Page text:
Henri Renaud was a Parisian jazz pianist in the 1940s and '50s who never lost his French touch. Outgoing, charming and a delightful composer, he was a natural point person for American musicians on tour in Paris in need of local sidemen, venues and recording opportunities. In addition to recording in the early 1950s in Paris with Bobby Jaspar, the Belgian saxophonist and flutist, Renaud recorded with Sandy Mosse, Nat Peck, Lee Konitz, Gigi Gryce, Tony Ortega, Art Farmer, Clifford Brown and many others American jazz greats. In early 1954, Renaud was in New York briefly to record with American jazz musicians for the French Swing label, a subsidiary of France's Vogue Records. For the balance of the 1950s, Renaud recorded steadily as the leader of a trio or small orchestra, writing a wide range of beautifully composed songs rich in melody and mood. In 1964, he began a long second career as head of CBS France. Renaud died in 2002.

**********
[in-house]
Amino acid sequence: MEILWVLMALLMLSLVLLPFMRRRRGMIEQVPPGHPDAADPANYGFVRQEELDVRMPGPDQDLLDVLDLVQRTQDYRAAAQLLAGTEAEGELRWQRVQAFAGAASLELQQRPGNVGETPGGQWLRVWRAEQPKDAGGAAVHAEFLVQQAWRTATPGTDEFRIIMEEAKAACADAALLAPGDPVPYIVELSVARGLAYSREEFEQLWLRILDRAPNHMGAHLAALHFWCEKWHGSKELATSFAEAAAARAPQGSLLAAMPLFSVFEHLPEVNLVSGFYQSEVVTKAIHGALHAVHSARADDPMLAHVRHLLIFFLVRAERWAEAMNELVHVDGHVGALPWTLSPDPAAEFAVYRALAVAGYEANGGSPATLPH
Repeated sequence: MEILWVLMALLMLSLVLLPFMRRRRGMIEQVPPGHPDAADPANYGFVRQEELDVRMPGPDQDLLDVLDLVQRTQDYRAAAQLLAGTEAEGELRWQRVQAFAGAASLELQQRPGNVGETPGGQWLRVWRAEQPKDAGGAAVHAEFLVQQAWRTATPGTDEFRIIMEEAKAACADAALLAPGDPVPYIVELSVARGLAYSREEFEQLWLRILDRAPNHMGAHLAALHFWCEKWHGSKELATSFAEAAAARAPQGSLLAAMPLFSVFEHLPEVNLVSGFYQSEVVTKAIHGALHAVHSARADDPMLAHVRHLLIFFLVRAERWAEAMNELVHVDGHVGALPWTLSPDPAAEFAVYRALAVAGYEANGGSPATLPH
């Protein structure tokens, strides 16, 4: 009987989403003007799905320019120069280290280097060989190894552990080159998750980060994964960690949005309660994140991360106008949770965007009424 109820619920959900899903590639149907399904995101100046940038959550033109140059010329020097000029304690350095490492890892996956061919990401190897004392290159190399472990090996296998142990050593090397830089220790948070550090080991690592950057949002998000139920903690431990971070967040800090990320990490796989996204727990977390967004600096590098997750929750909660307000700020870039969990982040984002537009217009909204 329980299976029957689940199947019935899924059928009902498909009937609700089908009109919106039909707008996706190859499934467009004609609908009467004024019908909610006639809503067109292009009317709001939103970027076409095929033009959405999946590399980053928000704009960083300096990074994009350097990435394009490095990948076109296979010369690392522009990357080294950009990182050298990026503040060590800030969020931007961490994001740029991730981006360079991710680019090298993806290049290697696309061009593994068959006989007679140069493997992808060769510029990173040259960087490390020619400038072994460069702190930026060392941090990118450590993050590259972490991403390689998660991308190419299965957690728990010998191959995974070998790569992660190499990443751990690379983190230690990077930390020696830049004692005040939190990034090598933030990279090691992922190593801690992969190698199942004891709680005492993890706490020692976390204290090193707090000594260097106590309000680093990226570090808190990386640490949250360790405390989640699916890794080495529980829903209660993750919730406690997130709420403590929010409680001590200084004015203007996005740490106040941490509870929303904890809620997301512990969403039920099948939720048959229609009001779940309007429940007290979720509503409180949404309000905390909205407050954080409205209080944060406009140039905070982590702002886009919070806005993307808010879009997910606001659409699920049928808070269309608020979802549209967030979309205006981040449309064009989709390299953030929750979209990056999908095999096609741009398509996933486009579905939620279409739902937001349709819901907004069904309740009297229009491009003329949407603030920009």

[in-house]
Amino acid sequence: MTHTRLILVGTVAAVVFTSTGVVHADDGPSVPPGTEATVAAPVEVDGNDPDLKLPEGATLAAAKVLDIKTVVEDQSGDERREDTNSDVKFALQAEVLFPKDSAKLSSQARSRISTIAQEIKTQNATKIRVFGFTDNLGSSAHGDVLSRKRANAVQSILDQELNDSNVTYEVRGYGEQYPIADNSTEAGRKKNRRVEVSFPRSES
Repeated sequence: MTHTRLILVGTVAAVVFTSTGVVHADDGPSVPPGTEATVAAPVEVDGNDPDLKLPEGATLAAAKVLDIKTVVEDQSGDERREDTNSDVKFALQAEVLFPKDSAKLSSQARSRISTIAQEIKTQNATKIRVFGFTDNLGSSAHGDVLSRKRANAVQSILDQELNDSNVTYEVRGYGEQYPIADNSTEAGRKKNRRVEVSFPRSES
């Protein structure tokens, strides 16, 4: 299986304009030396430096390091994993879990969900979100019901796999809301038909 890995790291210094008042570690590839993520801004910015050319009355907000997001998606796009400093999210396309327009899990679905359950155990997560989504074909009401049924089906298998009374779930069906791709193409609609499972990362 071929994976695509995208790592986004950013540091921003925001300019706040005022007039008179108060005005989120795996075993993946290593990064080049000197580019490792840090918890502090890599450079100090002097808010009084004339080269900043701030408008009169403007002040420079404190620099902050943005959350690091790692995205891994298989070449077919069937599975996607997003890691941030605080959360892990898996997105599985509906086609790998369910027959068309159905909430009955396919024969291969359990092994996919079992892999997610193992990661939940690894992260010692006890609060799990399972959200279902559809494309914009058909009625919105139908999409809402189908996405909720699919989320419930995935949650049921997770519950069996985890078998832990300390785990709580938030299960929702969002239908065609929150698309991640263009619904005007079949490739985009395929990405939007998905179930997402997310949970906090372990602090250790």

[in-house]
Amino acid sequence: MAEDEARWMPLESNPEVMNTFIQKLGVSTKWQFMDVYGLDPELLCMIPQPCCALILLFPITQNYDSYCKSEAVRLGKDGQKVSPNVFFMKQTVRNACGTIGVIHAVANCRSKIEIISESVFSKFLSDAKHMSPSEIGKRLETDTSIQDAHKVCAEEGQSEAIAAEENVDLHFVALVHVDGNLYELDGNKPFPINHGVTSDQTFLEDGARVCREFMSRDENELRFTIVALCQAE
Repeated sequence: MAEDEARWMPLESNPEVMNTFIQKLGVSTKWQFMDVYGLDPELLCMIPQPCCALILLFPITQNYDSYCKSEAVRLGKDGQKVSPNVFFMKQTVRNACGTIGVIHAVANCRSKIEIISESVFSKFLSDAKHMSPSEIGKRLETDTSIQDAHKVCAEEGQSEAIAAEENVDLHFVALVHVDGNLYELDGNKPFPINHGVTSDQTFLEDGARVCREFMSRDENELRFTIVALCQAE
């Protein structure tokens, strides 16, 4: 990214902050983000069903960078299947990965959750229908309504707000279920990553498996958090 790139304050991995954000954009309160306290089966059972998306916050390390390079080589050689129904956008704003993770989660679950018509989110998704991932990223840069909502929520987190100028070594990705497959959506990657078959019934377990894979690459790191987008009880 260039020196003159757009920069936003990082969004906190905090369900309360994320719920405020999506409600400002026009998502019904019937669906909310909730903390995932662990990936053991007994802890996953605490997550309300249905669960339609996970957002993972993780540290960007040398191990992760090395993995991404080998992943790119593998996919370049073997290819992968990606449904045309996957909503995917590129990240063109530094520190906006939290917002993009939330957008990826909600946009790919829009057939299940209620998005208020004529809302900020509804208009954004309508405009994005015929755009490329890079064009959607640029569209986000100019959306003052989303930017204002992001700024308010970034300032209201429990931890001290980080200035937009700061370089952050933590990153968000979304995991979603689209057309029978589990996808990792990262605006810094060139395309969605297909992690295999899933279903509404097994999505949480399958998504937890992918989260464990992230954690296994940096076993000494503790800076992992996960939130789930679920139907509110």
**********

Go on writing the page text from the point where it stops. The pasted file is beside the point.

Naxos has collected its four volume traversal of the lute music into a handy slipcase. All the volumes are available singly, but you can also buy the four together as a quartet of excellence, presided over by Nigel North, the acknowledged hero of the hour. What follows is a reprise of two volumes already reviewed - volumes 1 and 3 - and a look at volumes 2 and 4.
Listen to Bezuyaehu Demissie. Great Album from great artist.
Pianist Larry Vuckovich revisits his landmark 1980 recording on this combined reissue and new release. Prefiguring the much-lauded work of Dave Douglas and the Tiny Bell Trio, guitarist Brad Shepik, and even John Zorn, the Yugoslavian-born Vuckovich combines the ethnic melodies and rhythms from his native Balkans with modal jazz. Never as avant-garde as his contemporaries, Vuckovich nonetheless pushes the boundaries of both jazz and folk styles. The original tracks featured the brilliant vibe playing of Bobby Hutcherson, who unfortunately does not reprise his role on the four new pieces.